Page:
Jihadi Council of Takhar Province
|Name||Jihadi Council of Takhar Province|
|Date of birth|
|Function/Grade||Members and Background|
|History and Biodata||
Jihadi Council of Takhar:
The Council, established during the Taleban time as an association of mujahedin leaders then fighting the Taleban, consists mostly of Uzbek commanders, many of whom have controversial records. Piram Qul Ziayi, a former MP affiliated with the Jamiat party, chairs the council. He has been the strongest commander in Takhar since Mutaleb Beg, another Uzbek former commander and MP, was assassinated in 2011. Piram Qul has been accused of establishing illegal militias and of committing war crimes. Another leading member of the Council, Qazi Kabir Marzban, also an MP, is the unofficial ruler of two districts of Takhar – Yangi Qala and Khwaja Bahauddin – that are considered the main hubs for the drug trade towards Tajikistan. In 2010, his nephew was accused of raping a local woman and escaping justice through the protection of his family. Mamur Hassan Takhari (speaker of the Jihadi Council, Mamur Hassan Takhari) a former district governor who is affiliated with Hezb-e Islami, was the commander of a legal kind of militia unit during the 2009 presidential election but was suspected of using his men to stuff ballots. Now, he is a member of the High Peace Council. Other influential members include Haji Jamshid, a Jamiati who also sits on the Provincial Council, Haji Subhan Qul, Piram Qul’s war-time deputy, a Jamiati, former mayor of Taloqan and Qomandan (commander) Pir Mohammad, another Jamiati.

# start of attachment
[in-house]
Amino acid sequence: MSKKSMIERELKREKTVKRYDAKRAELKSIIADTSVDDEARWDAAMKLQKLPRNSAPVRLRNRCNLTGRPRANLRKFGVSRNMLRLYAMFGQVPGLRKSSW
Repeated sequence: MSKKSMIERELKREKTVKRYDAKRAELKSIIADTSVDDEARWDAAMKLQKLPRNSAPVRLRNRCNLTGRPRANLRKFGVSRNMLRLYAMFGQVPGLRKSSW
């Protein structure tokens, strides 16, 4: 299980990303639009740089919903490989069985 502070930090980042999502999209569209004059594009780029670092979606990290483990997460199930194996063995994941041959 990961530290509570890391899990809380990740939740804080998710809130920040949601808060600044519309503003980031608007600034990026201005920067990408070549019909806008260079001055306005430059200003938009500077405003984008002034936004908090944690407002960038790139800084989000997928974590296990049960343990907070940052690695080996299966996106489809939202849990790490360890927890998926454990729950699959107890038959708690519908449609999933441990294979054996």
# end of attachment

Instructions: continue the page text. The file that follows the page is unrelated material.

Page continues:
The rise of the Taleban in the north is a major factor in stirring up the insurgency was found to be the depredations of local commanders:
Since the fall of the Taleban regime, Takhar has remained under the often brutal control of former mujahedin commanders who rule their areas of influence like feudal lords. One example of their de facto position above the law is Qazi Kabir who rather drastically prevented the attempt of Pashtun refugees to return from Pakistan to their land in Khwaja Bahauddin district in northern Takhar in 2006 by imprisoning more than 80 families in an old castle. For years, all attempts by the police and the Kabul government were simply ignored to the benefit of local Uzbek and Tajik commanders who were occupying their land. Other cases of arbitrary behaviour include murder, rape, the theft of land, kidnapping, forced marriages which led to numerous demonstrations against those commanders between 2005 and 2008 – but not to the removal of any of those commanders.
Interestingly, ex-police commander Khair Mohammad Timor, whose dismissal prompted the protests, is also a member of the Jihadi Council. In 2012, a police court sentenced him to ten years in prison for murdering a resident of the province twelve years earlier. He was kept on as police commander until early June when the Interior Ministry finally discharged him because of the verdict. It is not clear why Timor was allowed to return to Takhar instead of starting his jail sentence.
With two weeks of protests, the Jihadi Council has scored a significant victory, managing to topple an inconvenient governor in favour of one much more to its liking, Haji Abdul Latif Ibrahimi. He was appointed on 15 July, is also an Uzbek and one of the most prominent mujahedin commanders in neighbouring Kunduz province. Despite being Hizb-e Islami, he is seen as a brother-in-arms. He is also brother to the speaker of the lower house of the parliament, Abdul Rauf Ibrahimi. However, in his new position and with his experience as governor in two other provinces (after Faryab, he was sent to his home province of Kunduz), he will be a valuable political asset for the Uzbek commanders and their followers.